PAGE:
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What's the deal with 1155 motherboard quality?

post #1 of 12
Thread Starter 
Hey,

So, I'm wondering what the deal is with motherboard quality (specifically, the 1155 socket). It's obvious that a $100 mobo will lack features that a $500 mobo will have, but will it be cheaper quality and significantly less reliable? What's the cons?

I'm looking at this list of mobos: pc case gear from low to high (price) and I'm wondering if I go with a ~$120 mobo with at least 1x PCI-E 2.0 x16 and 4xDDR3 RAM slots, will that work fine?

My theoretical build includes an i5 2500K, a 500GB Spinpoint F3 and potentially an SSD, 4x4GB G.Skill RipJaws X-F3 1600MHz RAM, a 6850/6870 and a 560w PSU. I'm planning on upgrading to an Ivy Bridge CPU and to a GTX 680/AMD 7970. I will never go with a dual GPU setup so I only need one PCI-E 2.0 x16 slot. I intend to overclock both if possible while keeping the fans really quiet on air.

Would appreciate some help, thanks.

EDIT: I've looked through them and chose this one, does it look all right?
Edited by steelbom - 6/9/11 at 5:28am
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post #2 of 12
All motherboards are good (enough) for something, it just depends on what you want to do with them. The first thing you should decide is weather you want a full ATX board or a mATX would do - smaller boards are usually cheaper. Second is weather you plan to overclock - then any H6x board is eliminated as they can't OC anything (K or non-K). Already the cheapest board that is full ATX and can OC (P67) is 120$. Then maybe you want to use the iGPU & to OC 139$ minimum (Z68). If you want a nice new UEFI firmware in stead of the ancient BIOS then ASUS has the best - minimum 149$.
From this point on the law of diminishing returns says you'll pay quite a lot for not much more: maybe you need 10 SATA in stead of 6xSATA, or 3x PCIe, more phases for extreme CPU OCing, etc you can get to 300$+

The best price/performance would be this 119$ AsRock. This board won't be able to take advantage of the integrated graphics, but you may not want that anyway; also it won't be a monster OCer - you'll probably reach 4GHz+, but not the 4.5+ you can get with a 200$+ board.
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post #3 of 12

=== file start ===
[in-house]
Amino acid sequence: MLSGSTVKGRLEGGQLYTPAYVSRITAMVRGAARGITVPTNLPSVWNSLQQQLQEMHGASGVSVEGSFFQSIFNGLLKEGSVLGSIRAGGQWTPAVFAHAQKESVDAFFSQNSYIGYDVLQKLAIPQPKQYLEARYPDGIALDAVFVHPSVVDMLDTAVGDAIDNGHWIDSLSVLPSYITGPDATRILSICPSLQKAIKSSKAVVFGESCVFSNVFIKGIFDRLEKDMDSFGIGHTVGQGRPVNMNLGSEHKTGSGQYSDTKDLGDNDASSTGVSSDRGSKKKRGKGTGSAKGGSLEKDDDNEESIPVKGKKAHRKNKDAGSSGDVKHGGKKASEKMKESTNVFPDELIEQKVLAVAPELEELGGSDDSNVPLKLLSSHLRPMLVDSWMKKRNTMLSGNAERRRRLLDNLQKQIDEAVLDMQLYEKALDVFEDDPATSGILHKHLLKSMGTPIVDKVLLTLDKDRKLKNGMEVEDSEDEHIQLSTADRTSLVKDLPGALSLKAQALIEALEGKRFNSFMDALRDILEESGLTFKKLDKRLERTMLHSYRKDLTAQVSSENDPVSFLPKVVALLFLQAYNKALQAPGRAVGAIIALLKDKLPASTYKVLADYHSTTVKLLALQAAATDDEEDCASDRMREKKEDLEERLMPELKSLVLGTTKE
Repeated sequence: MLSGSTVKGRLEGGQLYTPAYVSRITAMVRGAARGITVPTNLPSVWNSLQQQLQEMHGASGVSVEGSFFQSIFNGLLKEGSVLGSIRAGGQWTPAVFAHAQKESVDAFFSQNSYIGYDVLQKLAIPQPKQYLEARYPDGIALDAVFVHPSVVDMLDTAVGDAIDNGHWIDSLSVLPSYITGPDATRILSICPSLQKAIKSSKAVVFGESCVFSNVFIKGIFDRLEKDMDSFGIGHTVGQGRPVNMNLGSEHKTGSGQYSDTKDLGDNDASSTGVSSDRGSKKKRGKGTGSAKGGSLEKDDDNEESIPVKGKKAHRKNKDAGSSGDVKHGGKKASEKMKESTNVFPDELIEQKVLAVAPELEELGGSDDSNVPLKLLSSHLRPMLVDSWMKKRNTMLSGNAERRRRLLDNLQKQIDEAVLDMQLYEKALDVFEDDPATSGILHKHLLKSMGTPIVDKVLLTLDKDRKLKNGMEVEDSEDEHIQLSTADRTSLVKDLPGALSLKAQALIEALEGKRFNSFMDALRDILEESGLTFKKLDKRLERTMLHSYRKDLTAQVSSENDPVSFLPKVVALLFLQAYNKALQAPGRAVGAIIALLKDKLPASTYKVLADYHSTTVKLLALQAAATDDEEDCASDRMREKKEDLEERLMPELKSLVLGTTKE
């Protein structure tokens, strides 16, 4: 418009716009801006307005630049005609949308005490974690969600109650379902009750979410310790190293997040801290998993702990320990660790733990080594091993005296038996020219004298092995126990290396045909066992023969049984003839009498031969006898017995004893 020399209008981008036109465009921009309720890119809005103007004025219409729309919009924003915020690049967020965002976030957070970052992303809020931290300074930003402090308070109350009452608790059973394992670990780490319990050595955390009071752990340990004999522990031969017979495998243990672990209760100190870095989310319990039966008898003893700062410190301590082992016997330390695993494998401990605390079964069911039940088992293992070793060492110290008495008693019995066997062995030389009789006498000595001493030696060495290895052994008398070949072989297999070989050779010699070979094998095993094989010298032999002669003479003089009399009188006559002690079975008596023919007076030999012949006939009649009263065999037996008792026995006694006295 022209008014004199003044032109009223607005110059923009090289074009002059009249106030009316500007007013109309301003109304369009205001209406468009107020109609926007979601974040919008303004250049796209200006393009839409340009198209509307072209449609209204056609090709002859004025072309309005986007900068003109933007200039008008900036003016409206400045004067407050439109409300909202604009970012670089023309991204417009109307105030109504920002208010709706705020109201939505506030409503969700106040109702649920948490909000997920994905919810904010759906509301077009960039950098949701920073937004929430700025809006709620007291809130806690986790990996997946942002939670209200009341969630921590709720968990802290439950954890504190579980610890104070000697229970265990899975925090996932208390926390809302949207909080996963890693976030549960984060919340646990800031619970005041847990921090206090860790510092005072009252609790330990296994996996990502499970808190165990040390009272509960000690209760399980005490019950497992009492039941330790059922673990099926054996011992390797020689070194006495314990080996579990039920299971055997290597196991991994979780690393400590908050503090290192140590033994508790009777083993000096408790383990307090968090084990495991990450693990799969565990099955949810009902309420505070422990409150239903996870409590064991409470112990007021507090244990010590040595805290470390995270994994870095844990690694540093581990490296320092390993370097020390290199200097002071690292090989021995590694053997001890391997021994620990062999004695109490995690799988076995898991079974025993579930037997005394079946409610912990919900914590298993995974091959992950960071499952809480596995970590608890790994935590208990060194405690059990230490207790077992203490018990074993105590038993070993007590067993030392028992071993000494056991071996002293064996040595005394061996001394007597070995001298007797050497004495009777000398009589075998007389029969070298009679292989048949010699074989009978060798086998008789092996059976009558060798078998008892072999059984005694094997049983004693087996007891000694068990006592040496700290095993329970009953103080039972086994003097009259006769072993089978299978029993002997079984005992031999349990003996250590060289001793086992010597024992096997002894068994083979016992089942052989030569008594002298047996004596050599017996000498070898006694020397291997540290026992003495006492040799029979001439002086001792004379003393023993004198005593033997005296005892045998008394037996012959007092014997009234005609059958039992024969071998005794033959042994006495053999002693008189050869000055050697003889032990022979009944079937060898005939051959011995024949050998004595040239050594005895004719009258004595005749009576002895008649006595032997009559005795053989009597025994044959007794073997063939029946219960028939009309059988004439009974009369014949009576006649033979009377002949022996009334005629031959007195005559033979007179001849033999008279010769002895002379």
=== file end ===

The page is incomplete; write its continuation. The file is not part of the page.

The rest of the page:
Thread Starter 
Quote:
Originally Posted by dragosmp View Post
All motherboards are good (enough) for something, it just depends on what you want to do with them. The first thing you should decide is weather you want a full ATX board or a mATX would do - smaller boards are usually cheaper. Second is weather you plan to overclock - then any H6x board is eliminated as they can't OC anything (K or non-K). Already the cheapest board that is full ATX and can OC (P67) is 120$. Then maybe you want to use the iGPU & to OC 139$ minimum (Z68). If you want a nice new UEFI firmware in stead of the ancient BIOS then ASUS has the best - minimum 149$.
From this point on the law of diminishing returns says you'll pay quite a lot for not much more: maybe you need 10 SATA in stead of 6xSATA, or 3x PCIe, more phases for extreme CPU OCing, etc you can get to 300$+

The best price/performance would be this 119$ AsRock. This board won't be able to take advantage of the integrated graphics, but you may not want that anyway; also it won't be a monster OCer - you'll probably reach 4GHz+, but not the 4.5+ you can get with a 200$+ board.
Mmm, I see, thanks.

Don't need the IGP, I do want a full ATX board that can OC. And, I would like UEFI, although I don't really know the benefits. So, I take it that the mobo has quite a significant affect on how high you can take the CPU? I don't need more than 2x SATA2/3, nor more than one PCI-E 2.x 16x slot.

More phases for extreme CPU OCing sounds interesting... what are they?
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post #4 of 12